Klein reiterated his previous claim that not only did Enfield lose out on funding; but so did Groton and his home turf of Danby. Of course a critic might point the blame for those towns’ losses at their own representatives, like Klein, who failed to patch local potholes first.
The Advisory Committee Chair also claimed that approximately 40 per cent of Recovery funds went to agencies that lacked a geographic base. He rattled off as many as seven such grant recipients, ranging from Suicide Prevention to TC3. But in all but two instances when Klein pointed out that the agencies still serve Newfield, he failed to mention that they serve Enfield as well.
Before he had ended his rebuttal, and with a discernable bite in his voice, Dan Klein took his argument directly to Brown. He specifically cited a 2021 decision that had earmarked countywide money to fund a broadband extension in Newfield, a subsidy that brought high-speed Internet to 175 homes.
“If you’re going to say that the Town of Newfield is disregarded,” Klein needled Brown, “can you at least subtract 175 households, please.”
Clearly, though the two men’s districts touch each other, there’s no love lost between Randy Brown and Dan Klein.
And the “county interests come first” argument, advanced by Klein, resonated with others.
“I wanted to commend Dan for pointing out that a lot of the grants that we gave while they’re not specifically targeted towards particular towns and villages, they do serve the entire county,” Lansing’s Deborah Dawson, who sat with Klein on the Advisory Committee, stated in affirmation.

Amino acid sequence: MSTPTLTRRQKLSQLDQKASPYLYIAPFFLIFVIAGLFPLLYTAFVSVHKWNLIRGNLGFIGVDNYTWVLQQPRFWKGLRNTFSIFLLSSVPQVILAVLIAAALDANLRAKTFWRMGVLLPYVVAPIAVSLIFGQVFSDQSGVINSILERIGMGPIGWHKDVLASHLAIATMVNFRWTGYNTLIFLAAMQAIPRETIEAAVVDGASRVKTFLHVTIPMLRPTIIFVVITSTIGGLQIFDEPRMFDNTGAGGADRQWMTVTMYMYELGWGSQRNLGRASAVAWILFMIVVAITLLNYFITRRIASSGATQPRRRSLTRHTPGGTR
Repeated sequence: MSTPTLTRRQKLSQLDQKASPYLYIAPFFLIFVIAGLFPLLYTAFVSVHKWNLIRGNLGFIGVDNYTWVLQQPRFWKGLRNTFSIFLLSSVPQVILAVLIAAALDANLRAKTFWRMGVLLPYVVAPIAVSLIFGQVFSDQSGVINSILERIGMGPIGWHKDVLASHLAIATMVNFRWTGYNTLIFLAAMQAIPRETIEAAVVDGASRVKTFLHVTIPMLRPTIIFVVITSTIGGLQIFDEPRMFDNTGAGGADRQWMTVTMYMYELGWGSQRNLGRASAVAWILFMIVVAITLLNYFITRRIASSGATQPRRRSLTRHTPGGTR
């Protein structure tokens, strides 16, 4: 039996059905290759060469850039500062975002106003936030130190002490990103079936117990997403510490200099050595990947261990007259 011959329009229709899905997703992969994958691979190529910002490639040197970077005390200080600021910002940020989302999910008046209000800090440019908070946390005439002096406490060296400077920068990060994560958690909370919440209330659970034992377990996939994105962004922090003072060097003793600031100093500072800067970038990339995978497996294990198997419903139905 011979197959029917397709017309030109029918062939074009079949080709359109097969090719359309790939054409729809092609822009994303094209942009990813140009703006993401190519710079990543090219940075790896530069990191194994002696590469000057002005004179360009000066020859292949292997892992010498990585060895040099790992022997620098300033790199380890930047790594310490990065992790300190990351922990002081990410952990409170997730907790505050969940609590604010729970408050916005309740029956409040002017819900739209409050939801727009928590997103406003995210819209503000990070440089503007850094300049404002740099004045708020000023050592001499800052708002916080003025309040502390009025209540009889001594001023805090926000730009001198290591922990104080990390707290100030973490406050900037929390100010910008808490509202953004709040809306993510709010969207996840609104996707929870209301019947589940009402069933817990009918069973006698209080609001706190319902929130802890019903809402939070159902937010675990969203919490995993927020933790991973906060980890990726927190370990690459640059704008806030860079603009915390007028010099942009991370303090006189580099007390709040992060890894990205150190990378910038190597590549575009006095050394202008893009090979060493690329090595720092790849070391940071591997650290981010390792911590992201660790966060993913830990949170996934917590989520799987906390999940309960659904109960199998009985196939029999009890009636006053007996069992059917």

“And I want to caution my colleagues not to be tremendously parochial in their voting,” Dawson warned. She claimed that the villages she represents, Cayuga Heights and Lansing, received no awards from the Community Recovery Fund, either.
Yet understand the difference: Dawson’s two villages, according to the U.S. Census, lie within the Ithaca Urbanized Area. The Towns of Enfield and Newfield do not.
“Randy, I hear you,” the Ithaca City’s Rich John acknowledged, “and I understand you’re reflecting the views of people in your community, and you’re supposed to do that.” Yet John joined Klein and Dawson in stressing the need for a county-wide vision.
“I represent a City district,” John stated. “But I’m here because we are one county. And it’s always important to look at your district, but you also have to look at the whole county.”
Rich John pointed to the Legislature’s inclusion in the 2023 budget of more than $100,000 to lay the groundwork for an EMS “flycar” service, one whose beneficiaries are primarily rural.
“It hurts me to hear the message that people think that the rural areas are totally ignored,” Rich John told Brown. “I really think that we need to look at things as a whole community, a whole county.”
The Town of Enfield’s second County legislator, Anne Koreman, was among those who sat on the Advisory Committee. Though she initially supported many of Enfield’s applications, she later endorsed the committee’s final recommendation both in the committee and on the Legislature’s floor. Koreman has voiced greater support for the final funding decisions than has Brown. And she opposed nearly all efforts on December 20th to amend the recommendations and cut funding to other programs so as to potentially enable an Enfield applicant to slip-in under the wire.
“We did the best we could,” Koreman reflected Tuesday regarding the committee’s past deliberations, a task she described as “challenging.”